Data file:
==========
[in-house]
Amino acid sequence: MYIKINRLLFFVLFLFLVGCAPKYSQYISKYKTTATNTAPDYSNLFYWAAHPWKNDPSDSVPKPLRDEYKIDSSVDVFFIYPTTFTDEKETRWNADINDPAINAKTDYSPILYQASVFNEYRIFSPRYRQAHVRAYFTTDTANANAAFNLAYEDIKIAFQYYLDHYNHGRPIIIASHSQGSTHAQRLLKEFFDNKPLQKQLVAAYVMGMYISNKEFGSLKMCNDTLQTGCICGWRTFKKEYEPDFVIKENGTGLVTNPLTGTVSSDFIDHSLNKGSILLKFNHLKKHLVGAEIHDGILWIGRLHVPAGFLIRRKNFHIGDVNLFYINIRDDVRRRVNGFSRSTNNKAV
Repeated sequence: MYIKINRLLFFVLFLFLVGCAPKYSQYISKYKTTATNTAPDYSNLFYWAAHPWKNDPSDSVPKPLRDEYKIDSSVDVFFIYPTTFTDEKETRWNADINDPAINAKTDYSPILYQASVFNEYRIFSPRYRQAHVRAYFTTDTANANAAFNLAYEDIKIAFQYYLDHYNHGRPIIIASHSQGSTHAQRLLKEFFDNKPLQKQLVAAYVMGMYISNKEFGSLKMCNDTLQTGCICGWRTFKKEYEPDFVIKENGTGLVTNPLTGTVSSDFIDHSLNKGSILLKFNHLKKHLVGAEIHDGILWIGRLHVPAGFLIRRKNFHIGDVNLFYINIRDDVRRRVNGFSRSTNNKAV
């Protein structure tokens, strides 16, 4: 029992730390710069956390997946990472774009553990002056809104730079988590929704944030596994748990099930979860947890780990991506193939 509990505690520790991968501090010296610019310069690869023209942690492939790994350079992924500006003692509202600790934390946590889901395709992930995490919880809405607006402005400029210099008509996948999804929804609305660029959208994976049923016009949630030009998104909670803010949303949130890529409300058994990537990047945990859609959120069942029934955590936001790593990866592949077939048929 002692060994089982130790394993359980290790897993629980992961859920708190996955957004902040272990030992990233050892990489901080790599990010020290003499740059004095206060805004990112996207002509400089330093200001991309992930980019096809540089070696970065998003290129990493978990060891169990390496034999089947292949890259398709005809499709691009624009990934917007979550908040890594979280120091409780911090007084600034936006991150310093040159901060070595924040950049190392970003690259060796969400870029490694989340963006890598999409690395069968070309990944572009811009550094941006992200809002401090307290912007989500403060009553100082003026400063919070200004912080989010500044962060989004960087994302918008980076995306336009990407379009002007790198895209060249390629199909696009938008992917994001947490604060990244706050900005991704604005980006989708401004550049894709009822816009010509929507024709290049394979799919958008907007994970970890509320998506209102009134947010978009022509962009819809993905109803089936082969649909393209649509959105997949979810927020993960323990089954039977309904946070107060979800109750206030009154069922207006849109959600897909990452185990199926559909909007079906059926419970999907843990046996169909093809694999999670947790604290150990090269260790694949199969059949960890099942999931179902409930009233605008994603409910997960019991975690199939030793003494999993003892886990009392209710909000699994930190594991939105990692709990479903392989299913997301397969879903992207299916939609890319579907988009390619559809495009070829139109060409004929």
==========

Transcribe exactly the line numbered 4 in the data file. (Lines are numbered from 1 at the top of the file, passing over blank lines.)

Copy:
């Protein structure tokens, strides 16, 4: 029992730390710069956390997946990472774009553990002056809104730079988590929704944030596994748990099930979860947890780990991506193939 509990505690520790991968501090010296610019310069690869023209942690492939790994350079992924500006003692509202600790934390946590889901395709992930995490919880809405607006402005400029210099008509996948999804929804609305660029959208994976049923016009949630030009998104909670803010949303949130890529409300058994990537990047945990859609959120069942029934955590936001790593990866592949077939048929 002692060994089982130790394993359980290790897993629980992961859920708190996955957004902040272990030992990233050892990489901080790599990010020290003499740059004095206060805004990112996207002509400089330093200001991309992930980019096809540089070696970065998003290129990493978990060891169990390496034999089947292949890259398709005809499709691009624009990934917007979550908040890594979280120091409780911090007084600034936006991150310093040159901060070595924040950049190392970003690259060796969400870029490694989340963006890598999409690395069968070309990944572009811009550094941006992200809002401090307290912007989500403060009553100082003026400063919070200004912080989010500044962060989004960087994302918008980076995306336009990407379009002007790198895209060249390629199909696009938008992917994001947490604060990244706050900005991704604005980006989708401004550049894709009822816009010509929507024709290049394979799919958008907007994970970890509320998506209102009134947010978009022509962009819809993905109803089936082969649909393209649509959105997949979810927020993960323990089954039977309904946070107060979800109750206030009154069922207006849109959600897909990452185990199926559909909007079906059926419970999907843990046996169909093809694999999670947790604290150990090269260790694949199969059949960890099942999931179902409930009233605008994603409910997960019991975690199939030793003494999993003892886990009392209710909000699994930190594991939105990692709990479903392989299913997301397969879903992207299916939609890319579907988009390619559809495009070829139109060409004929």